Exercise Library
Dip Snatch

AKA high-hang snatch, hip snatch
The dip snatch can be useful as both a technique drill and a training exercise. The terminology gets somewhat confusing, as this exercise is sometimes called a high-hang snatch or hip snatch by some coaches.
Begin standing in the tall position—standing fully erect with the bar held at arms’ length. Bend smoothly at the knees only as you would for a jerk, then quickly and aggressively transition in the bottom of the dip and extend the hips and knees together to finish the pull of the snatch, completing the rest of the lift as you would for any snatch. Be sure your feet remain flat as you dip and drive hard through the floor with your legs. This lift is meant to be done with an elastic dip and drive—there should be no pause in the bottom of the dip. Make sure to keep the bar against your body throughout the lift—don’t let it be pushed away at any point.
Straps can be used for this lift and may even be helpful to encourage lifters to relax the arms during the upward extension.
The primary purpose of this exercise is to train the leg drive of the snatch extension for lifters who are overly reliant on hip extension to the detriment of adequate leg extension. These lifters will typically reach the hips too far forward through the bar and not get enough upward force into the bar. It’s also helpful to get lifters to remain flat-footed longer through the pull, to help lifters keep the bar against their bodies both in the second and third pulls, and to focus on proper arm mechanics in the pull under (i.e. elbows high and to the sides).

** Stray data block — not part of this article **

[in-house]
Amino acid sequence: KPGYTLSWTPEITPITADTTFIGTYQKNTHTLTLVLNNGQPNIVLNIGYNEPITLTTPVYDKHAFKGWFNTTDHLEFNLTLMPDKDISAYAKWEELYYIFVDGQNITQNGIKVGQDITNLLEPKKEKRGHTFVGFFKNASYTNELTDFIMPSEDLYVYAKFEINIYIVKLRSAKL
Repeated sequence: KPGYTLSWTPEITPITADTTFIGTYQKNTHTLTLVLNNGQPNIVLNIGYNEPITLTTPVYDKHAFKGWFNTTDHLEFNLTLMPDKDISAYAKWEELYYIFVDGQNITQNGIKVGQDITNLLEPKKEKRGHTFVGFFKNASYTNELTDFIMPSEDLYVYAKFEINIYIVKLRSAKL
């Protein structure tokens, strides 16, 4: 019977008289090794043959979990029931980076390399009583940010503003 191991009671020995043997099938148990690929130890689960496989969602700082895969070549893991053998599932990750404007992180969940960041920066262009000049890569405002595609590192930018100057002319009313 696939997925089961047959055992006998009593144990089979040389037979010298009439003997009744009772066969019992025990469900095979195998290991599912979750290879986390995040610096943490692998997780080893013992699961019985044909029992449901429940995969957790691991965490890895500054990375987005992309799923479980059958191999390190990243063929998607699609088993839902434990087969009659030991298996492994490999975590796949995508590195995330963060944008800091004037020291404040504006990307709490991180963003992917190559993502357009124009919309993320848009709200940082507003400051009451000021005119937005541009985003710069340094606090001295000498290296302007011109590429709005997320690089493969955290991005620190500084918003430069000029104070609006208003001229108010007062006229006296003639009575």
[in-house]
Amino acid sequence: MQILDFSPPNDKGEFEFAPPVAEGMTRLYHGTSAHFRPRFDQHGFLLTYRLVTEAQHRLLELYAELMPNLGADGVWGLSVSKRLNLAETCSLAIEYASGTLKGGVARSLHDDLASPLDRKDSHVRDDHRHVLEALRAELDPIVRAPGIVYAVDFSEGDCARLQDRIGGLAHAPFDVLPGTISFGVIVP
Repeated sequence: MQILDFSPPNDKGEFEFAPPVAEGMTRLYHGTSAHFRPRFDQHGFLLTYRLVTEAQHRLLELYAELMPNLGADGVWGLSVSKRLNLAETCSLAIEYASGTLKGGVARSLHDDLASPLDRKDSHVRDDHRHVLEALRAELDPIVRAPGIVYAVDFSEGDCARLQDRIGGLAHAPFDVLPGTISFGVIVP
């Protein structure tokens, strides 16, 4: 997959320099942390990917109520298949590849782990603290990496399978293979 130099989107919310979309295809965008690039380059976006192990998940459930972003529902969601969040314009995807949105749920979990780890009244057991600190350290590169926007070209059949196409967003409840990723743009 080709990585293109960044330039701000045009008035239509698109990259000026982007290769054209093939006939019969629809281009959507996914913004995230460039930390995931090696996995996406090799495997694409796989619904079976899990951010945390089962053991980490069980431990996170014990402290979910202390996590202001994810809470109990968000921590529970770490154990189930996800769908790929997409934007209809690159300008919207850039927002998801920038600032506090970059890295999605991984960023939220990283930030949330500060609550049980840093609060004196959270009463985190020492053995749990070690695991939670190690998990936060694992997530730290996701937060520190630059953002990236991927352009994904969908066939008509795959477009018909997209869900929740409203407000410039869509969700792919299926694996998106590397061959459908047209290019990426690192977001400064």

The dip snatch can also serve as a lighter snatch exercise on light training days, replacing power snatches or other hang snatch variations to force a reduction in intensity and allow recovery between heavier training days. It’s also an excellent technique primer to be used to reinforce technique before a snatch training session. Use 1-3 reps per set.
The dip snatch can be performed with a pause in the dip position if needed to ensure balance and position, but this should generally be only as an introductory stage to the exercise.

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April 28 2017
Sounds useful for some of my issues (finishing the pull, leg extension and arm position at the top) but I also have some related issues with shoulders getting behind the bar. Realizing that no one exercise can address all problems, is the upright start position likely to reinforce a separate bad habit? Would I be better off working hang snatches from mid-thigh to increase likelihood of keeping shoulders over or in front of the bar, while getting the leg extension, etc. benefits the dip snatch?
Scott - I think that tall snatches, dip snatches, snatch from power position will actually really help with getting your shoulders behind the bar at the top of the pull. You can use these as drills before starting your snatach workouts which could include hang snatches. I wouldn't discount any of these exercises completely, but rather work them into your warm ups to really reinforce the movement. 

Alyssa Sulay
Yvonne Hsu
December 2 2020
May I know if I should thoroughly remain the trunk vertical in the dipping duration?
Yes, the goal is to stay vertical just like a jerk dip, but most lifters will not do that perfectly.

Greg Everett